Throughout my life, I have always appreciated different styles of music. I listened to a lot of classic rock with my parents when I was a kid but have always been drawn to the heavier side and, in stereotypical 90s teenage fashion, my Walkman was usually spinning one of three albums: The Black Album (Metallica), Nevermind (Nirvana) or Vulgar Display of Power (Pantera). To me, no three albums define heavy music and the 90s better than these. Pantera would break up due to internal conflict in 2003, with drummer Vinnie Paul and his brother, Dimebag Darrell, forming Damageplan. During a show in 2004, Dimebag was murdered on stage. Paul was not sure he would ever return to music. In 2006, Chad Gray (Mudvayne) convinced Paul to end his hiatus and help him put together a supergroup, and HELLYEAH was born.
Vinnie Paul passed away last June. That loss shook the metal community in the same way the loss of his brother did in 2004. Paul was a ‘godfather-like’ figure in the community and it was not uncommon to hear stories of him embracing and giving advice to up-and-coming artists. He knew his legacy had a meaning to metal and embraced it. Paul laid down all the drums before his untimely passing (minus one track, but more to come on that). The band thought on it and moved forward to release Welcome Home on September 27, 2019 via Eleven Seven Music, to honor Paul. While touring in support, they brought along Ray Mayorga (Stone Sour/Soulfly) to fill in for the late musician, as best as anyone ever could.
The song on Welcome Home that doesn’t feature Paul on drums is “Skyy and Water.” This song was written during production as a tribute to Paul and there are absolutely no drums present. The song is very emotional and features quotes from the man himself. I get chills every time I listen to the song. The analogy of “where the sky meets the water” is a reference to the afterlife, the spot on the horizon where you can’t tell where the ocean meets the sunset. Gray also jokingly adds that Skyy Vodka and water was Vinnie’s drink of choice. Equally as crushing emotionally is the “final track” titled “Irreplaceable” which is 45 seconds of silence followed by a classic quote from Paul.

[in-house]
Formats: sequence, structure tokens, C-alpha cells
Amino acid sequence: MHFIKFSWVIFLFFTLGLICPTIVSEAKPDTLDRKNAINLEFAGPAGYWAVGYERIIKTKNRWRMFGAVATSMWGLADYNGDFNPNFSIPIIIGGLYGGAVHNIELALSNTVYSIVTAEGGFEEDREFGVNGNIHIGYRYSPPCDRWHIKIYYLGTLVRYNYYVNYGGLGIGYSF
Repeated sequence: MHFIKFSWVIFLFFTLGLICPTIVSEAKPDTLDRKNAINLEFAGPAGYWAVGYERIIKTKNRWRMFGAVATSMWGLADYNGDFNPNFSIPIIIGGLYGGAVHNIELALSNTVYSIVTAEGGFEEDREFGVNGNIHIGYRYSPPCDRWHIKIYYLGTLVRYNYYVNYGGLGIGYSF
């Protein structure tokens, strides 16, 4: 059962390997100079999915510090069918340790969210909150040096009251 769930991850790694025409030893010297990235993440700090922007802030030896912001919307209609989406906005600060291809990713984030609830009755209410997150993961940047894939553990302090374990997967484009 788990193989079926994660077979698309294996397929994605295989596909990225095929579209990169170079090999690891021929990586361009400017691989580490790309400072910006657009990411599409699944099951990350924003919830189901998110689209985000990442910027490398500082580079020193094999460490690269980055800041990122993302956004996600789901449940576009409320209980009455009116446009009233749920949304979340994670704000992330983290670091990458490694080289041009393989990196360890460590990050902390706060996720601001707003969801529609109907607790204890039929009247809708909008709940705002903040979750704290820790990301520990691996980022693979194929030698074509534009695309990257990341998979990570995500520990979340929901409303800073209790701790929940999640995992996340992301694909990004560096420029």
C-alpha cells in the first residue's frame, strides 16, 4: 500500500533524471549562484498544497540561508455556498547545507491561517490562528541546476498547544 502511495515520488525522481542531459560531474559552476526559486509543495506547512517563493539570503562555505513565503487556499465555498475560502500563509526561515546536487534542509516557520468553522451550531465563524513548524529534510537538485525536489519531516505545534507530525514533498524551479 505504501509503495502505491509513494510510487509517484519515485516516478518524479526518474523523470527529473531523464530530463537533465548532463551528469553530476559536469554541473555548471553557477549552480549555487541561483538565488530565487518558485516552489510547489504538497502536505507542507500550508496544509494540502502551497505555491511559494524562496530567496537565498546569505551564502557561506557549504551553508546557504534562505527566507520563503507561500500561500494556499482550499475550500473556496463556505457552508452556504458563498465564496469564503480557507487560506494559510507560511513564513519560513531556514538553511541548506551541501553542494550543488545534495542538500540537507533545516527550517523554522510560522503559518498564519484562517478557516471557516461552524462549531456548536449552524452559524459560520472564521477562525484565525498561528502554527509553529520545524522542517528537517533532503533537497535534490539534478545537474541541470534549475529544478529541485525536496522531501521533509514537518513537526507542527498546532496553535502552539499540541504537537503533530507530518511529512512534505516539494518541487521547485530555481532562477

The rest of the album does not disappoint. “333” kicks the album off with the intensity that HELLYEAH has brought for years. A screeching yell with a powerful beat pushes the song forward at a feverish pace. Gray has a very unique voice and Paul brings his signature style of complicated beats cut with half-time, intense fills and transitions. The title track “Welcome Home” is slower-paced with a huge chorus and a much wider range and overall appeal. The chorus is over-the-top and grabs your attention, staying heavy even at a slower tempo. The latest single on the record, “Black Flag Army” is one of the most unique tracks on the record. It is a more slow-paced, mellow track that has an absolutely insane heavy, crushing chorus.
My favorite track on the album is “Bury You.” This song has an intensity to it, highlighted by the drums crashing in perfect syncopation with the heavy vocals leading into an unrelenting chorus. “Boy” is another intense, heavy track that starts off with a KoRn-like intro with cymbal taps and a creepy laugh and really showcases Gray’s talent and diversity with some fast lyrics.
There will never be another Vinnie Paul, or another Dimebag Darrell for that matter, but HELLYEAH will live on and continue to honor both of their legacies through their music. Whether you are a longtime fan of HELLYEAH, Pantera or the Abbott brothers make sure you give Welcome Home a listen. And keep a box of tissues close for the end… *I’m not crying, YOU’RE crying.